Developing a Relationship With Fear Is What it Takes to Succeed in Business Says Entrepreneurship Expert

"It's not enough to follow your dreams, we must chase them," is Teneshia Jackson Warner's personal life motto. After 5 years of working for IBM Global Services post college and in the midst of pursuing her MBA, Teneshia found herself following. She had a light bulb moment during an assessment in one of her classes and was forced to admit to herself that her decisions to date had been centered on earnings potential. "The driving factor of all my decisions was how much money can I earn. It was reactive. I was trying to design a life where I was not struggling, but it wasn't one that considered passion or purpose." She quickly decided to shift gears.

She set out on a path of self-discovery to uncover her passions. During that time she read a Russell Simmons book called Life and Death that ignited something in her. "My heart was beating fast and my soul was getting moved and I was completely intrigued by Russell staying true to his calling... and his ability to build numerous business entities while doing so."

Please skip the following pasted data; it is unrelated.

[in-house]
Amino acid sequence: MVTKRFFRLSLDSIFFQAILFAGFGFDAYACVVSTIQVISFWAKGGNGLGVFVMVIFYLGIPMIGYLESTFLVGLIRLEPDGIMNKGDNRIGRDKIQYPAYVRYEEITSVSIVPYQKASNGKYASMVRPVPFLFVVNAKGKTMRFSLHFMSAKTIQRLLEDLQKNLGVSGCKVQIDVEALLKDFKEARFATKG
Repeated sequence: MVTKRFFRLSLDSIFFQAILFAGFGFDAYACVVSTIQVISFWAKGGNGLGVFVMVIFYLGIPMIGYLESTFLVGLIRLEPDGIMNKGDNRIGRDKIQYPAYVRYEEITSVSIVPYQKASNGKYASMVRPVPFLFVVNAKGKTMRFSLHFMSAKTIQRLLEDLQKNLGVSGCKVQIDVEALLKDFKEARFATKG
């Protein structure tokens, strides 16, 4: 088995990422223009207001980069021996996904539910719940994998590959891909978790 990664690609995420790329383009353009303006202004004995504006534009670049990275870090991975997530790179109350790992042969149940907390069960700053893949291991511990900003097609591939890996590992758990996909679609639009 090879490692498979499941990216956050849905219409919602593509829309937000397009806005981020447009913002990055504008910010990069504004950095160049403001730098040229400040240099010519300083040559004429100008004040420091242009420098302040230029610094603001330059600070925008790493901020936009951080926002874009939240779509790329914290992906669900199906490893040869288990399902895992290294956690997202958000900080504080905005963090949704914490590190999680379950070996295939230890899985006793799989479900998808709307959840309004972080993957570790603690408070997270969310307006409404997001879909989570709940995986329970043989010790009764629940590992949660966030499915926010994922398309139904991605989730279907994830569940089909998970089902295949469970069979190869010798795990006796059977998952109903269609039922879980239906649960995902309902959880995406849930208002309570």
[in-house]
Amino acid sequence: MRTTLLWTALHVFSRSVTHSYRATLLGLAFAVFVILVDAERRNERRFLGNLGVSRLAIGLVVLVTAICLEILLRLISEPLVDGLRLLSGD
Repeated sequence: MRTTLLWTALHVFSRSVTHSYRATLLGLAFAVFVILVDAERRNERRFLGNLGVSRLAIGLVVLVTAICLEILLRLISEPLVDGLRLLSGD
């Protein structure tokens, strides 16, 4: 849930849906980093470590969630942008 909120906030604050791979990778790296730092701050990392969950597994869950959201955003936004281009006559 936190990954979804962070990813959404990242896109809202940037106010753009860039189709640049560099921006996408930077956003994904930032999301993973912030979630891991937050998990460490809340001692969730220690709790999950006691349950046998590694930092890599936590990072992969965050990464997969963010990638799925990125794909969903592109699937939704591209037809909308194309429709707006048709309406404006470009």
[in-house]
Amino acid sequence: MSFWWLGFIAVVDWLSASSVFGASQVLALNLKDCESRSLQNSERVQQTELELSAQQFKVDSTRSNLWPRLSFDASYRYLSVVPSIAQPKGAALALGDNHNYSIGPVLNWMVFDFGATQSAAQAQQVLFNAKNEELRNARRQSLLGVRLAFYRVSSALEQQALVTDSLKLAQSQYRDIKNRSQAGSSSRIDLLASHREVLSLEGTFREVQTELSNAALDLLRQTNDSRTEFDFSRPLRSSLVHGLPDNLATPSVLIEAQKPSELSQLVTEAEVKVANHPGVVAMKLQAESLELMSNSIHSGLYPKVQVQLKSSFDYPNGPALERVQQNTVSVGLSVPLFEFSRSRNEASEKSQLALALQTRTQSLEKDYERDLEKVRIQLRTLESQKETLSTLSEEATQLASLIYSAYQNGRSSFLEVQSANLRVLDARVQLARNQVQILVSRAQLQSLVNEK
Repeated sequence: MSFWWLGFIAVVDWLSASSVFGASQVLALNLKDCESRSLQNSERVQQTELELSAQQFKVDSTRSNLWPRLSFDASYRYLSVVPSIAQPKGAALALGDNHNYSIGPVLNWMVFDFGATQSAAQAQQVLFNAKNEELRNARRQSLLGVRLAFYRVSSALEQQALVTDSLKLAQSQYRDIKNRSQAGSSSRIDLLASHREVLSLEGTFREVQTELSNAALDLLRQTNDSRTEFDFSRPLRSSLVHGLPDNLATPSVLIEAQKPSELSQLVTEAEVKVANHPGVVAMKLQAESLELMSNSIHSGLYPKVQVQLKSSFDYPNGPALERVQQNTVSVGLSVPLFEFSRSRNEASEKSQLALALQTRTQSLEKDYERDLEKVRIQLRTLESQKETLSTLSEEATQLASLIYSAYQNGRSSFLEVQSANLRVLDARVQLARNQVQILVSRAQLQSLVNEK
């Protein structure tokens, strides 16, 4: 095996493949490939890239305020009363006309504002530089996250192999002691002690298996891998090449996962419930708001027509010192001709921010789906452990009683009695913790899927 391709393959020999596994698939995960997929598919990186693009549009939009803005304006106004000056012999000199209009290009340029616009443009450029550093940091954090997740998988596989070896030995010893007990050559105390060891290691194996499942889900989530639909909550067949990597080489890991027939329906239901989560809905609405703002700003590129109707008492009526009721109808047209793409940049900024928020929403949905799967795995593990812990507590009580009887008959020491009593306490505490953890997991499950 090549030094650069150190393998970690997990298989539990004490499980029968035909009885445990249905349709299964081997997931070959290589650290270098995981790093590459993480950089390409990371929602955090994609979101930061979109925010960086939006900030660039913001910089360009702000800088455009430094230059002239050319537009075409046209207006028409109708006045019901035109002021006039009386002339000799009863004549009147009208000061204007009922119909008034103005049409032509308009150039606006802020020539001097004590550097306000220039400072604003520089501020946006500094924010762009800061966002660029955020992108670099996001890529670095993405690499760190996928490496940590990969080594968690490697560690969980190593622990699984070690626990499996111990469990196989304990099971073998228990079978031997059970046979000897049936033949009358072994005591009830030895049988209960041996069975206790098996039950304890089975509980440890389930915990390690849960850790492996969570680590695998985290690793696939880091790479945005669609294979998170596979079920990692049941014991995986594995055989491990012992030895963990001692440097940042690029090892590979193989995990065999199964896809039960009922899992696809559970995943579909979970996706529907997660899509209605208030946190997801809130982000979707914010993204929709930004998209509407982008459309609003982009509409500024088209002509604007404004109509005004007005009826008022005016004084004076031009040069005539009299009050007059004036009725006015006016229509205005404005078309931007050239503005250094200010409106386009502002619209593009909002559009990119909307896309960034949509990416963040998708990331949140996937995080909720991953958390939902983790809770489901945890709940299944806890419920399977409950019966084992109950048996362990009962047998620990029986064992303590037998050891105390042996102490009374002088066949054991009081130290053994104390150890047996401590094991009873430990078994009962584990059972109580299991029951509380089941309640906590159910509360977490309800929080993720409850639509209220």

This gave Teneshia the courage to leave both her job and MBA program. She did so quietly, even keeping it secret from her family, "I purposely did not call anyone in my family and tell them I was doing it because I knew I couldn't hear the advice I would've received. Was I fearful before I walked into my manager's office? Yes! But the risk to remain in comfort was more painful than what it would take it leap and turn that resignation in."

Later, she met the very man that inspired her and pitched her services to him, not once, but several times. Russell Simmons finally decided to take on her services for free. She started as an unpaid apprentice and her efforts eventually landed her a paying gig with the music mogul.

Now Teneshia is the CEO of EGAMI Group, a marketing firm with over 10 employees and an enviable client list, including P&G's My Black is Beautiful, Dasani and Verizon. An expert in cross-cultural marketing, she authored a book on purpose-driven marketing - Profit with Purpose, which seeks to empower brands to make a difference. Teneshia also created The Dream Project Symposium, an annual conference dedicated to empowering aspiring entrepreneurs, like she once was.

In the process of making all this happen, Teneshia had reservations and fears, but she moved in spite of them. In her work with entrepreneurs, she encourages them to do the same, "If you know you are currently walking a path that you know isn't your purpose path and won't be fulfilling for you, you could end up living a life that's not fulfilling and doesn't have meaning." She reflects one of her favorite quotes by Anaïs Nin, "And the day came when the risk to remain tight in a bud was more painful than the risk it took to blossom," and says she was able to leap knowing "what was on the other side was much greater than the comfort zone."